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To me it seems that 2 dose vaccines remained significantly more effective than it was made out that they were before boosters were rolled out. Kind of surprising.


but presumably the booster is now justified as a response to omicron despite its differences?


Yeah I’m not saying it’s not a good idea or justified, especially now, just I’m surprised by how effective the two dose remained against delta in retrospect. It seemed to be waning a lot faster than that.


I’ve been skeptical about the added ROI of boosters in the younger healthy population. There is some data showing pfizer is only back to 45% effective at preventing infection at 10 weeks but from what I can tell the hospitalization and death protection even from the 2 shots is still pretty damn good. Just seemed like they jumped the gun and went around recommending them on a hunch


Two fda senior vaccine safety advisors stepped down because of the pressure from the White House to approve the boosters before the science had been done.


I think they bypassed a special convention of the FDA before recommending them as well


In the UK there is an argument to be made that the booster shot rollout for all adults was a political effort to divert attention away from the scandals enveloping Boris Johnson after the news that the government had repeatedly broken the lockdown restrictions to have parties became public.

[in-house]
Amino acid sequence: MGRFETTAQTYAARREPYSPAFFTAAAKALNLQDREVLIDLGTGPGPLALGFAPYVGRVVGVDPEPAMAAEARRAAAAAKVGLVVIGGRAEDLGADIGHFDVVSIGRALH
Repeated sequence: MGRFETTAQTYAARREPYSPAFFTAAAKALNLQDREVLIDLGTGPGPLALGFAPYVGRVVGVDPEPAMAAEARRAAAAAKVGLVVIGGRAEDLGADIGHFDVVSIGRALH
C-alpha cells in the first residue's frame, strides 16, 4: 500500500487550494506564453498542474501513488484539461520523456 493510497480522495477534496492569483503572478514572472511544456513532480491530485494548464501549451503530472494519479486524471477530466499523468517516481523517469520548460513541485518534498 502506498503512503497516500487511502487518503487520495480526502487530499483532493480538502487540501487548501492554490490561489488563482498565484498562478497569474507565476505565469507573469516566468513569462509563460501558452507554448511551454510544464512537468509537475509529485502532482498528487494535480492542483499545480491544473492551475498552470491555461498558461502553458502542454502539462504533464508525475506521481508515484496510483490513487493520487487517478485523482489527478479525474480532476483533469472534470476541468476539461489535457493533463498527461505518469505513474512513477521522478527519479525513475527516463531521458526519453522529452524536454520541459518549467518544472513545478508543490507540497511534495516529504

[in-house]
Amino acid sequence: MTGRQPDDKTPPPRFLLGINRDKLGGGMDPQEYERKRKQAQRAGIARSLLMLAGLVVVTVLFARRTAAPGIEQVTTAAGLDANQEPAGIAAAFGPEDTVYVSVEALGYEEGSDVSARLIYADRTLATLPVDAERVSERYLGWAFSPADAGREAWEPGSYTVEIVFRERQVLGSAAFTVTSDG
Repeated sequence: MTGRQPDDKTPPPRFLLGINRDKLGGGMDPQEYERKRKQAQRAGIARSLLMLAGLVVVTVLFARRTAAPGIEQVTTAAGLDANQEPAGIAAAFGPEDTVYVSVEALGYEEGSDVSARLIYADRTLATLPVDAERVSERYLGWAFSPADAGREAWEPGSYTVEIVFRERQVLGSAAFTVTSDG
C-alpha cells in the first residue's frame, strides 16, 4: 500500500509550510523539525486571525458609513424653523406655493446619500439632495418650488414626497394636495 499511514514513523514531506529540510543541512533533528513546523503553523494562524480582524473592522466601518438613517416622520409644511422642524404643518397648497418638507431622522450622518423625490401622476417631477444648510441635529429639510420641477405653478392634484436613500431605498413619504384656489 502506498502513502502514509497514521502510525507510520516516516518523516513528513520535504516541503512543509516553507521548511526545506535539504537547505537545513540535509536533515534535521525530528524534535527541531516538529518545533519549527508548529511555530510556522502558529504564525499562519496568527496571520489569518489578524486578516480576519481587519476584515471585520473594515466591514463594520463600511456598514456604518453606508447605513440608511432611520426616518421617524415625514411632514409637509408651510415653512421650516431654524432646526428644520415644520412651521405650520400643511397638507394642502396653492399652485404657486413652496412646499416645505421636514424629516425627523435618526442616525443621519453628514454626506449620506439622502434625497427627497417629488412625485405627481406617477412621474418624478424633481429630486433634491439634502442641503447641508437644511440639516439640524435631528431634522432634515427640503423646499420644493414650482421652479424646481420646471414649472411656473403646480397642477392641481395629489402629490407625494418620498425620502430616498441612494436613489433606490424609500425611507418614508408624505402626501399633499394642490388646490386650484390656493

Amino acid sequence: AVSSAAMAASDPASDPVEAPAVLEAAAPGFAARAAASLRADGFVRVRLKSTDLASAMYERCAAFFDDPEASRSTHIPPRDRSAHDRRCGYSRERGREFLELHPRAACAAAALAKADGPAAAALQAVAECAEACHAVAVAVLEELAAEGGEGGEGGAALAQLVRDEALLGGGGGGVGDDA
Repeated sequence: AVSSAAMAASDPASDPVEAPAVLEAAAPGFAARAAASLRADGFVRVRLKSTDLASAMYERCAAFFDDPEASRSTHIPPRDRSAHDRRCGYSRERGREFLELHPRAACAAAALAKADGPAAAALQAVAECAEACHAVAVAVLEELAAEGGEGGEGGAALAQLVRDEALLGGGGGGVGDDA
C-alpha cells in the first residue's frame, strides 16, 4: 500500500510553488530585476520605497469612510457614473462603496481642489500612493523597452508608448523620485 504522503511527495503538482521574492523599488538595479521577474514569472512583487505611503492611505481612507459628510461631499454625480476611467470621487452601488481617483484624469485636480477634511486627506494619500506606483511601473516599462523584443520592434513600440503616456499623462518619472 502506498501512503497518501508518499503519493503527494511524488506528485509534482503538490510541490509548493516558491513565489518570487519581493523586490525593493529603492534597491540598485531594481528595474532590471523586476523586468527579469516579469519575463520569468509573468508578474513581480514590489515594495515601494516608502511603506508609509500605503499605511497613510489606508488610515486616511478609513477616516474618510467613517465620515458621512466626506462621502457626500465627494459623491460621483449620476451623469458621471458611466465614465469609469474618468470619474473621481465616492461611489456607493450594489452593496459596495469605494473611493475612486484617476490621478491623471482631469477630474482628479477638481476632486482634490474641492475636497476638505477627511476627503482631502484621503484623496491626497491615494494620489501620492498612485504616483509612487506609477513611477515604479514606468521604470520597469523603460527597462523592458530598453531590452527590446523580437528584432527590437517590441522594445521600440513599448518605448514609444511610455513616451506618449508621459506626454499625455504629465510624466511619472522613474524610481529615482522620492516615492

Is it? If you look at it as a new vaccine given to twice-vaccinated people, does it fulfill the WHO lower threshold of providing at least 50% protection against severe disease (compared to staying with 2 doses)? Data indicates it doesn't do that, at least not for non-risk groups.


Is the 50% protection requirement applied to all vaccine boosters? That seems a little bit surprising to me, I would have expected boosters to be considered as an element of the same vaccination.


I mean that was just their original recommendation IIRC, it isn't binding, so it's up to you how you want to interpret it IMO. But to me, it's a new medical procedure which deviates from the originally planned and evaluated schema, which has had new evaluations for safety, efficacy and dosage, which requires separate tracking and studying of side effects, requires separate organizational effort and documentation, etc etc etc. I don't see why we should apply a different criterion to whether we want to take on all this effort and risk than for the original thing. And yes, I personally would also apply the 50% threshold to the second dose. I don't think it's worth giving a second dose if protection only increases by <50%. But it seems to be the other way around, dose 1 does very little, and dose 2 does a lot. So the threshold is always met for each dose after the 1st, which can be excluded with the argument that it's a required preparation without which you won't get *anything* -- so you cannot choose to omit it. But each dose after the one giving the big boost in protection (apparently dose 2 for most vaccines) has to be evaluated separately, because there would be the option to just omit it instead.